AHC: a seafaring culture like the Vikings in Southern Chile

I have been watching the TV series Vikings, and could help to notice the similarities between Norwegian landscapes and those of Southern Chile and western Argentine Patagonia. Both have fiords, forests, lakes and the weather is rather cold.

Could a seafaring culture have develope there before the Europeans came. i know, it's a real challenge. No such boats existed in Pre-columbian America. The Yaghan had canoes by which they traveled across the islands and hunted sealions, but they aren't comparable to western ships. More than that, they had no agriculture nor domesticated animals.

But, if somehow, a crop suited to that climate had been domesticated or introduced, and if animal such as guanacos (closely related to llamas), Huemules (local deers) or rheas had been domesticated, could this have led to more population and, in tern, innovation in seafaring technology? Wood was already there, and sails might have been introduced from the Incas, who had them and reached as far as central Chile. Or maybe from Polynesians?

I know, it's hard without a souitable grain good enough to sustain at least a solid enough population, but...
Eh, OTL has potential had the Natives been left alone for long enough-eventually, the spread of new potato cultivars and llama breeds could have allowed a larger, more sedentary culture to develop in southern Chile, which could have developed both bouts and a hankering for raiding northern cultures.

Two big obstacles I can think of-lack of sail cloth (cotton probably isn't going to grow in southern Chile no matter how much you breed it) and coastline. The Vikings developed their maritime technology because they had to sail, as the terrain made travel over land nigh impossible and travel too close to shore too dangerous. I don't know if southern Chile has that.
The problem is that there's not really any place nearby that they would want to go to.
Yeah, you can raid Peru and the Falklands only so many times. Actually, Fire Island would make a good base for piracy, at least until a canal is built in Panama or wherever and the shipping lanes shift.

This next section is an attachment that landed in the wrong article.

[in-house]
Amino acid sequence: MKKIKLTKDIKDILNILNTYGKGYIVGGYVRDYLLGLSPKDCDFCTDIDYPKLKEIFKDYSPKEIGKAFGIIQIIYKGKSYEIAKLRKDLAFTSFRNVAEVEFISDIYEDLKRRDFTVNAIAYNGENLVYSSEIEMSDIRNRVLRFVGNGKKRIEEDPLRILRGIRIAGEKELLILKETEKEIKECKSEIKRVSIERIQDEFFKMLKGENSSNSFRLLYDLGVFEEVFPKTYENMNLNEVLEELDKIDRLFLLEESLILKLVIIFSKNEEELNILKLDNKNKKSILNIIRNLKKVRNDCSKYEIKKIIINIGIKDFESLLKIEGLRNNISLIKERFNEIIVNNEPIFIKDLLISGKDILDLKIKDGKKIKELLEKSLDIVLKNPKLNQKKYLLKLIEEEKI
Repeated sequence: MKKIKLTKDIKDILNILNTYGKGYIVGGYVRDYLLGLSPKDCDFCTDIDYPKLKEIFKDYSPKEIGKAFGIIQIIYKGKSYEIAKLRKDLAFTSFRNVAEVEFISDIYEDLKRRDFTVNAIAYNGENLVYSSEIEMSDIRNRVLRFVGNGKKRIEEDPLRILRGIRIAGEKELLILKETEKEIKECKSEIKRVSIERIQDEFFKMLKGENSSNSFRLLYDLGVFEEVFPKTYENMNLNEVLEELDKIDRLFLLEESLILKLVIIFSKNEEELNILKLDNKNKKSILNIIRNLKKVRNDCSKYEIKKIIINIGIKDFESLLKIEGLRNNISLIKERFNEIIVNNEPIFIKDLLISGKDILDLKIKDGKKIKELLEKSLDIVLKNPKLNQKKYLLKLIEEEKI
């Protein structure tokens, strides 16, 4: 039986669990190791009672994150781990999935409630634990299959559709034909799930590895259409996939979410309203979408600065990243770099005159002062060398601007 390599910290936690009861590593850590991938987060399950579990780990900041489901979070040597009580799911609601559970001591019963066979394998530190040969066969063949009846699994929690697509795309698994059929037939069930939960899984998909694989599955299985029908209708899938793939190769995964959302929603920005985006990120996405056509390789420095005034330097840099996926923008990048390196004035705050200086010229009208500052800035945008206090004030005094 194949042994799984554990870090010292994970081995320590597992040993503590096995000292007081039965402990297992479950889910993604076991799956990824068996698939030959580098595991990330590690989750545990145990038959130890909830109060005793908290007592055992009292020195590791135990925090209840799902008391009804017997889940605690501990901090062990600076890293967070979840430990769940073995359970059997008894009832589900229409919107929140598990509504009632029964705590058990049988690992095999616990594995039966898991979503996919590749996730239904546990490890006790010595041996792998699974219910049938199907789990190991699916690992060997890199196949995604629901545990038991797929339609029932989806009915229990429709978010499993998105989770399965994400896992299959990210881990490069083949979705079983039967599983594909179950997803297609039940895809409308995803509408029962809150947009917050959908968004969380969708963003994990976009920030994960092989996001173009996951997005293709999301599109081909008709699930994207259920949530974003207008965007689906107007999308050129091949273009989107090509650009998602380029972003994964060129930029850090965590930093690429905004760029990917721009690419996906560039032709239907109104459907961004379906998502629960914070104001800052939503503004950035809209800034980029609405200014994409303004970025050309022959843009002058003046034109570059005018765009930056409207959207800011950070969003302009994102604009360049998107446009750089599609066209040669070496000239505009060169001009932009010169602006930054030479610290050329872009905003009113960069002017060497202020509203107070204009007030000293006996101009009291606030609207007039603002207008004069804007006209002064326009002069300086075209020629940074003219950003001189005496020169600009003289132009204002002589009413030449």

Hmm, seafaring Mapuche or similar indigenous peoples around that area, you have to admit, would be a pretty cool concept. You could probably adopt some sort of canoe model by expanding on it, so long as you can have it navigate Cape Horn/Strait of Magellan without problems. And it's not like it's improbable - there is evidence on the Falklands of that island chain being used as a summer home of sorts for mainland indigenous peoples. So it's not as far-fetched as it sounds.


I would say look into Polynesian-style seafaring and see what you come up with.

And if you give the natives a domesticable animal or crop, why would they only raid the west coast? In my timeline, How a Ptarmigan Changed History, agriculture will develop along the Paraná River. If you did something similar, then raiding up Argentina's eastern coast and Southern Brazil would probably be a lot more profitable.
for an Amerind nation that could be used, look no further than the Moche. though this is just an idea, but the Moche DID have a very sea-centric society, iirc


The difference is that the Western Pacific is filled with verdant islands. The Eastern Pacific is basically empty.

Ha. I know. I just got out of living there... praise the Lord!

Anyways, I was referring more to their canoe technology and their sails. I'm not sure what they made their sails out of, but I'm pretty sure it wasn't cotton...
Anyways, I was referring more to their canoe technology and their sails. I'm not sure what they made their sails out of, but I'm pretty sure it wasn't cotton...
I believe the Polynesians created cloth from bark. They'd pound the bark into fiber, and then weave the fibers.
Vikings built their ships to raid and to trade. In both cases taking advantage of a rich settled culture nearby. Where is the incentive for the chileans to do the same?

Also, the vikings could, and did, interact targets from britain to france to russia, getting as far as Byzantium in the east.

Even if *peru were rich, itd be like the norwegians attacking denmark. A single target down one coast.